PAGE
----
Reading about the flood in most parts of the country and Rivers State on social media may not fully capture the picture what happens to be the reality of the many persons — men, women, children (including newly borns) whose lives are now on the edge and livelihoods lost since the flood started.
I’ve been privileged to visit EGBEMA and Abua/Odual IDP camps following the DLB team between Sunday and yesterday.
On Sunday, I had to ride in a canoe (for the first time in my life though) crisscrossing tall buildings that have been submerged by the flood in order to access the Okwuzi camp where about 1,000 people have been sheltered for one month now. Living conditions in the camp aren’t anything close to pleasant, but when it comes to survival, self-preservation conquers the quest for comfort. The people at the camp couldn’t hide their excitement as they, for the first time, received any sort of relief items from any agency or individual. DLB was remarkably the first to reach out to them.
However, yesterday at Abua made me experience an emotional rollercoaster.
While running interviews to capture experiences in the camp, I learned they’ve lost someone already and the person’s body has been deposited in the morgue. Life has a way of happening to us even when everything that means the world to us is on hold. Scary!
Hope is such a beautiful thing to have and experience and seeing DLB and his team yesterday, gave them reasons to shout in excitement.
The camp is a crazy quilts of different families, children and people who before could have had differences but are now united by a common unpleasant experience. With their shaking voices, moistened eyes and tired hands, they narrated how they have had to sleep on cold tiles, stand in long queues for food (eating is rationed in the camp following food scarcity) and cater for the most vulnerable ones amongst them which include aged persons, pregnant women and nursing mothers at a time when access to healthcare is nearing impossible.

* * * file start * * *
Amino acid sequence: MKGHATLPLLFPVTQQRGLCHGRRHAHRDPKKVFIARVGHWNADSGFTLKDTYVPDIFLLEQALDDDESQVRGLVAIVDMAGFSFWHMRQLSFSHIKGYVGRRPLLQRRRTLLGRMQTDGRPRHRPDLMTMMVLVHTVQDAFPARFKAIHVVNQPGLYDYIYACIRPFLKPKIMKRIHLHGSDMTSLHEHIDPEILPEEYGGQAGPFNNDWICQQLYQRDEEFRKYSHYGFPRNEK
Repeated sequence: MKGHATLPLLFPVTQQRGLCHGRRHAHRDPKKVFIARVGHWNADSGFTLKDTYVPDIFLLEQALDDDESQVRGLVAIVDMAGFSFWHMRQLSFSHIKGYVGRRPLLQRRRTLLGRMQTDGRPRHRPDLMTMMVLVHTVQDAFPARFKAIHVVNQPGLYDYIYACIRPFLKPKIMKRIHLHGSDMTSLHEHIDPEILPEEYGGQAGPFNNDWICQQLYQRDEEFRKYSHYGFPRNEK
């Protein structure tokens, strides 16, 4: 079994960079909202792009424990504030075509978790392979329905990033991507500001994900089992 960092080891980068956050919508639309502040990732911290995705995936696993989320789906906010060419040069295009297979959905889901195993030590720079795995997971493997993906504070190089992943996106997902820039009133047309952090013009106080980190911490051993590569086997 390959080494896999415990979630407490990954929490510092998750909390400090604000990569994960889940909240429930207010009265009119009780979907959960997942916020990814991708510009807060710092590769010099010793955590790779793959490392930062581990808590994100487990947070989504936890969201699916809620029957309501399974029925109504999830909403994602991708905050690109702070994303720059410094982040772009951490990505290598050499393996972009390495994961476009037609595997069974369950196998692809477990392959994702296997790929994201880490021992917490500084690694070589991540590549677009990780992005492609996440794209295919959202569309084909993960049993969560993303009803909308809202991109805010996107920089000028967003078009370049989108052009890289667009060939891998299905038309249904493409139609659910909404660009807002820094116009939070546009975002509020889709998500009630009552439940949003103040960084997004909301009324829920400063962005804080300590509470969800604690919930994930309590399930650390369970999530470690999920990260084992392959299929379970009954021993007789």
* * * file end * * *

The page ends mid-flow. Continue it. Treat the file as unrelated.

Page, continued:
Grief has a way of uniting people.
But something distinguished yesterday from everyother day in camp and that’s hope. When you’re drowning in the deep waters of life, you’re more likely to hang on knowing someone is out there to reach out for your hands if you can make an effort at stretching them out.
On several occasions, DLB has given those at the edges of life a reason to stretch out their hands during their darkest moments knowing someone cares enough to reach out to them, regardless.
HOPE is what DLB represents to a lot of people. Especially those who have no voices to speak for themselves, those who have no shoulders to lean on and those who are at the brink of giving up feeling they’ve exhausted all possible options. This rare virtue he possesses has made him a friend of the masses and an enemy of those who parade themselves as king makers.
If only people could realise that stretching out their hands to vote for ACCORD come 2023 is their best chance at surviving this deep waters of hardship, poverty, lack of access to quality education or good employment, they wouldn’t hesitate to support a man after God’s heart.
Every part of me strongly believes that the many good things a lot of people have to say about DLB are just tips of the iceberg compared to what we can collectively achieve if we vote him as the masses’ Governor come 2023.
Given the chance, DUMO will DO MORE.